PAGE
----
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Newsletter: Today: On Russia, ‘No’ Means … Uhhhh

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President Trump speaks during a Cabinet meeting at the White House on Wednesday.
(Olivier Douliery / Abaca Press)

President Trump’s comments about Russia continue to confuse.

TOP STORIES

On Russia, ‘No’ Means … Uhhhh

When a reporter asked on Wednesday if Russia is still targeting the U.S., President Trump looked at her and said, “No.” He went on to say, “We are doing very well, probably as well as anybody has ever done with Russia.” And thus began another round of confusion and contradiction over Trump’s stance on Russia. His statement appeared to contradict his top intelligence advisor’s warning days ago that “the lights are blinking red” about cyberattacks by Russia on America. Two hours later, White House Press Secretary Sarah Huckabee Sanders maintained that Trump was not responding to the question, but instead was saying he would take no more questions. Confused? Watch the exchange here.

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More Politics

-- Would the U.S. really let Russian authorities question former Ambassador Michael McFaul? The State Department says it’s absurd, but the White House says it’s under consideration.

-- Federal prosecutors want suspected covert Russian agent Maria Butina kept in jail while she awaits trial.

-- Why is Trump going after the small NATO ally of Montenegro? This may help explain it.

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-- A week before a court-ordered deadline for the Trump administration to reunite more than 2,500 migrant children and parents separated at the border, immigration officials had few answers for Congress on what is next for the families.

Cal 3 Strikes Out

The Cal 3 initiative to split California into three states is no longer on the ballot in November, after the state Supreme Court took the rare step of removing it. The reasoning: “because significant questions have been raised regarding the proposition’s validity” and sending it to voters now could do more harm than delaying it. Though the court said it would eventually rule on the measure’s constitutionality, the eccentric entrepreneur behind the initiative called the decision a case of “corruption.”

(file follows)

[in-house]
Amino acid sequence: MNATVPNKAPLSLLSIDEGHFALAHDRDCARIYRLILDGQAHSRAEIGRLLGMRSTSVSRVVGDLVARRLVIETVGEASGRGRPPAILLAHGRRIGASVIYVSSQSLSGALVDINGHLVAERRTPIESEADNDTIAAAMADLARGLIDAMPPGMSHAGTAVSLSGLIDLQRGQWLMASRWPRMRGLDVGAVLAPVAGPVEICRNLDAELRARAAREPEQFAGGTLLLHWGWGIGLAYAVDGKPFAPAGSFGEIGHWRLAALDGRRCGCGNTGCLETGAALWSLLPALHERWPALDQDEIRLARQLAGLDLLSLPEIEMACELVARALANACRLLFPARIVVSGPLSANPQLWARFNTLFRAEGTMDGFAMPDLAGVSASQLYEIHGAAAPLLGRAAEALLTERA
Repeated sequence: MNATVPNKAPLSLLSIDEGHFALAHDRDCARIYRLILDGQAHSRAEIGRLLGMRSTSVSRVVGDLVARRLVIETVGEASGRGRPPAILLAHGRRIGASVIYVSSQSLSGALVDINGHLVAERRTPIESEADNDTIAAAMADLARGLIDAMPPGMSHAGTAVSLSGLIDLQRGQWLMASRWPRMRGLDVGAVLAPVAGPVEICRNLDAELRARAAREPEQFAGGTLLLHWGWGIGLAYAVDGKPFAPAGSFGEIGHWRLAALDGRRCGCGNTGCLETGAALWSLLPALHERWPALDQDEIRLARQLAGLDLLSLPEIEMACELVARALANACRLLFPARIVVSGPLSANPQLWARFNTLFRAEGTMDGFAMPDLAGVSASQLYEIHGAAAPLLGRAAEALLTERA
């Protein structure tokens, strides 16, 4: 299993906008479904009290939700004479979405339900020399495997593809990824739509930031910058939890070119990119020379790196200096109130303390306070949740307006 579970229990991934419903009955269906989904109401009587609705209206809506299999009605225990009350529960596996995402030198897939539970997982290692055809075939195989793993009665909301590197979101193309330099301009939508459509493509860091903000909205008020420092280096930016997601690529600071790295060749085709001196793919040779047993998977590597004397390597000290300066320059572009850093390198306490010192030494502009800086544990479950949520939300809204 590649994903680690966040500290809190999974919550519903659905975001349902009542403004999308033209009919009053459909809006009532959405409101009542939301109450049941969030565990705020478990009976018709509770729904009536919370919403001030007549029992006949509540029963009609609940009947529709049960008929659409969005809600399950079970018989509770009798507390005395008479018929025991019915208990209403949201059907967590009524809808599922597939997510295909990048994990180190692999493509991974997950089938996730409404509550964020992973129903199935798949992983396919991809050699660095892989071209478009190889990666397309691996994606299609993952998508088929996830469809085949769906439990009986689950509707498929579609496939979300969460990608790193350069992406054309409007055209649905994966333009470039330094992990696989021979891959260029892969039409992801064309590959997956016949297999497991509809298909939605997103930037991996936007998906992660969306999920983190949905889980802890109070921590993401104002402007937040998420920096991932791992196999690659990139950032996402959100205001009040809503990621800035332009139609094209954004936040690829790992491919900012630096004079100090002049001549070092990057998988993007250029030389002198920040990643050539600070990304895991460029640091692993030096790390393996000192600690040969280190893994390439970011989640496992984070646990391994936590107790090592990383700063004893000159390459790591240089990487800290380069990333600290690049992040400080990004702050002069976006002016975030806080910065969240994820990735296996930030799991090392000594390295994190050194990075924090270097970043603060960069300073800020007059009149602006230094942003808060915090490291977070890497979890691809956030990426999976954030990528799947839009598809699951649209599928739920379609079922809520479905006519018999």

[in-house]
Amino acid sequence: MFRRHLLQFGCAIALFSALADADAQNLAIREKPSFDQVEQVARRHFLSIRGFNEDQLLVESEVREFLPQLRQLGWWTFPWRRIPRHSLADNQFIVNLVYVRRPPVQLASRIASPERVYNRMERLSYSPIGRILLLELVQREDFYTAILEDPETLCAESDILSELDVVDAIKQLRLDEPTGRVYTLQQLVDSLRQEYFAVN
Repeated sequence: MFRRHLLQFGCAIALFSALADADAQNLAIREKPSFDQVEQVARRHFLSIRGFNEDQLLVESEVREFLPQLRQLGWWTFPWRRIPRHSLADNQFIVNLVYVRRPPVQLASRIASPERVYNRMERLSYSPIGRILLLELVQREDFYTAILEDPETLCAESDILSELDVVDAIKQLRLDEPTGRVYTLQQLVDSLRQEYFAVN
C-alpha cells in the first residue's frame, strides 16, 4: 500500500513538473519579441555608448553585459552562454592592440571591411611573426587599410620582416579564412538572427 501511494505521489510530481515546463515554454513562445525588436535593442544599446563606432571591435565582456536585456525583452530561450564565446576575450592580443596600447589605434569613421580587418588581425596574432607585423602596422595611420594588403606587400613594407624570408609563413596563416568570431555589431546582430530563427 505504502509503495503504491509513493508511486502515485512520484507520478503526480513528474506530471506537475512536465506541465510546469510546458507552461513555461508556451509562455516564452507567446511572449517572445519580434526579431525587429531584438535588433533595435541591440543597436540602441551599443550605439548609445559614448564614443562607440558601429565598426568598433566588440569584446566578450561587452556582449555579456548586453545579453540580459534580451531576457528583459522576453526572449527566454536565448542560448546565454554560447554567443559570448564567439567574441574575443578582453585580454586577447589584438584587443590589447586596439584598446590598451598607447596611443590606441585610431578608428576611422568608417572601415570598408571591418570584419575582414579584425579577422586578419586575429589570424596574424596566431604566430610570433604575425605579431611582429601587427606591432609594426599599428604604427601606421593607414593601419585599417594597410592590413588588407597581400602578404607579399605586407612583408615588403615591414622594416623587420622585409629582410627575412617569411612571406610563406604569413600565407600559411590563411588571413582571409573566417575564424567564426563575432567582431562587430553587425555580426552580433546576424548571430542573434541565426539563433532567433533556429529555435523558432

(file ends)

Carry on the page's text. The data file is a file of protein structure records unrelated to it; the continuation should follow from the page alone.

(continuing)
Growing Older on the Streets

A fall. A job loss. A medical crisis. For older adults living on a limited, fixed income, it doesn’t necessarily take much to push them over the edge and into homelessness. In the latest count of L.A.’s homeless population, the number of those 62 and older shot up 22%, versus a slight decline overall. Here’s the story of one 70-year-old transgender woman’s struggle.

SAN GABRIEL VALLEY, CA JUNE 29, 2018: Andrea Colucci, 70, sits in the doorway of her van in San G
In the San Gabriel Valley, 70-year-old Andrea Colucci sits in the doorway of the van she and her dog are living in.
(Francine Orr / Los Angeles Times)

‘We Tried Not to Think of Food’

The story of the Thai soccer players and their coach being trapped and rescued from a water-filled cave captivated the world, but until now, relatively few details had emerged about how they got there and managed to survive. Upon their release from the hospital, the boys and coach have begun to shed some light — and apologize for their wandering ways.

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Mannywood, the Sequel

A decade ago, hitter Manny Ramirez thrilled Dodgers fans before trouble set in. Can Manny Machado bring even more excitement (without the negative drama)? Machado is one of baseball’s most dangerous hitters, and the Dodgers gave up only minor leaguers to acquire him from the Baltimore Orioles. On the downside: He’s eligible for free agency after the season, and to keep him, the Dodgers would probably need to give him the richest contract in franchise history.

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MUST-WATCH VIDEO

-- After cooling off in Granada Hills pool, a wayward black bear got a tranquilizer dart.

CALIFORNIA

-- Harvey Weinstein’s lawyers have asked a judge to dismiss a defamation lawsuit brought by actress Ashley Judd, claiming they had a “bargain” that allowed him to touch her if she “won an Academy Award in one of his films.” Her attorney reacted with a denial, outrage and disgust.